“It’s not a livable wage,” Alex Shalom, 20, a part-time worker at Bank of America (BAC), told the Washington Post. “Bank of America is making all of this money . . . but we’re not getting paid for holidays.”
Carl Jung called meaningful coincidences and parapsychological occurrences by the term “synchronicity,” but noted that some things are merely attributable to “probability of chance.” Writing on Reality Sandwich, Nick Meador wonders: do we know how to tell the difference?
In recent times the term “synchronicity” has become one of the trendiest words in circles that self-identify as conscious or transformative. The Internet contributed to this, no doubt, by exposing so many of us to schools of thought like Jungian psychology (the origin of synchronicity) that had been partially or totally omitted from general education programs. However, common discussion and application of the term doesn’t take into consideration the fact that the Internet and connected technologies are constantly influencing our perception of supposed synchronicities. When we evaluate these phenomena more closely, it becomes unclear whether we’re identifying them correctly or interpreting them in a useful way.
The word “synchronicity” first appeared in the 1950s, when Carl Jung brought it forth in the development of archetypal psychology. Jung defined the term in 1951 as “a meaningful coincidence of two or more events, where something other than the probability of chance is involved.” He applied the term not only to these striking coincidences, but also to parapsychological occurrences like clairvoyance, telepathy, and precognition. Yet it’s important to acknowledge that these phenomena are much older, or even timeless; examples abound in various artforms throughout human history.
Read more at Reality Sandwich.
The conspiratist world view—the belief that a unified cabal of elitists is manipulating world events, mind controlling the population,that the main stream media is nothing but lies and that we already live in a police state and a New World Order, etc. has become ubiquitous in global culture. It is the premise of so many Facebook posts, viral memes, websites, radio shows and movies. It transcends red and blue and is as likely to be heard amongst the far right and the far left. It is a perspective widely held in Europe, Central and South America, the Arab world, Australia, New Zealand and almost any place you can think of. Typically, the purveyors of this point of view think they are daring revolutionaries waking up the sheeple, etc. and don’t seem to notice that they are actually just one more of a vast and growing multitude who hold this perspective. Many of these people are close friends of mine. My challenge to them is to listen to this talk and consider whether this worldview actually represents an awakening rather than a distorted perspective riddled with problematic assumptions and reality testing issues.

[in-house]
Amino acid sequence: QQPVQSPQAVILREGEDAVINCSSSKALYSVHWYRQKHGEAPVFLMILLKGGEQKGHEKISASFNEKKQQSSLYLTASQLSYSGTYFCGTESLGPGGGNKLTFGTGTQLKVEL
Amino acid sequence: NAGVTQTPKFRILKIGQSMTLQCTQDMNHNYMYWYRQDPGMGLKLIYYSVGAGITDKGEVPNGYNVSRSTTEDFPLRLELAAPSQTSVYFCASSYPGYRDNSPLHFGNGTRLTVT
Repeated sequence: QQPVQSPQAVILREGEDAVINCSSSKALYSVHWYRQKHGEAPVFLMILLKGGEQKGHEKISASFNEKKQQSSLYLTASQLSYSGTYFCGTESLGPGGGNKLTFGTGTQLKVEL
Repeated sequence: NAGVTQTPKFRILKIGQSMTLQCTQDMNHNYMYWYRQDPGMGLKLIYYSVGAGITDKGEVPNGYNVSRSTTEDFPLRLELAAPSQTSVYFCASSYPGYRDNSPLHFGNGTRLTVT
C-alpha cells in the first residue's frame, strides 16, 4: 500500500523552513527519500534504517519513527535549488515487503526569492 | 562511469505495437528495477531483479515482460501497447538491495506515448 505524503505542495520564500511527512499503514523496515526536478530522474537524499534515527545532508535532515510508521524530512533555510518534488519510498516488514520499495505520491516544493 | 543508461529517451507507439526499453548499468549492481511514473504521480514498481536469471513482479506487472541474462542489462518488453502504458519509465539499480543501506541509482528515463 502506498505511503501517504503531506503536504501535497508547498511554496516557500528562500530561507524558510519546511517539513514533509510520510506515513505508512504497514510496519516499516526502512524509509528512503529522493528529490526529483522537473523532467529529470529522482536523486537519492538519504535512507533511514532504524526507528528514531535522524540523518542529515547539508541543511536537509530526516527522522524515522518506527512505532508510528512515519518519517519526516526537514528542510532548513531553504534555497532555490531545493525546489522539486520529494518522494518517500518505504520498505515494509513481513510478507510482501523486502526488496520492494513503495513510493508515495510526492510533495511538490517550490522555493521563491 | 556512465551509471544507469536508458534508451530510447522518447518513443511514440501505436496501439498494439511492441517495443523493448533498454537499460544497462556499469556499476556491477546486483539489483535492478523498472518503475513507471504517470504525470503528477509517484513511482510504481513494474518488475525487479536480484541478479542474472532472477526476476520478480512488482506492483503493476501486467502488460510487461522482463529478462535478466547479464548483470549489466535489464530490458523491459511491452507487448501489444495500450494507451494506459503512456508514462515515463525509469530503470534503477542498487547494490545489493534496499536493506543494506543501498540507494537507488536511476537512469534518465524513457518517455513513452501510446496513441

When you live in the Serial Killer Capital of the World (unofficially) it’s easy to think your neighbor might have young girls chained up in the basement. However, according to James Renner, this is not the case even in northeast Ohio. Beginning as a journalist and then as a writer of true crime, Renner spent many years investigating the most brutal abductions and killings in the Cleveland/Akron/Canton area. Some of these cases have since exploded on to the national scene and what may have been regional news is now international. But James Renner also writes fiction–really good fiction. I read The Serial Killer’s Apprentice years ago and when I saw that The Man From Primrose Lane was available, I grabbed that too. The novel is like nothing I’ve ever read before and the shift in the story is so jarring (in a sensational way) that I can’t believe he pulled it off. The book is currently being adapted to film with actor Bradley Cooper “attached” which must be some kind of Hollywood lingo for “involved.” Renner is already revising his next novel which he claims is even weirder than The Man From Primrose Lane, and if that’s true, I cannot wait.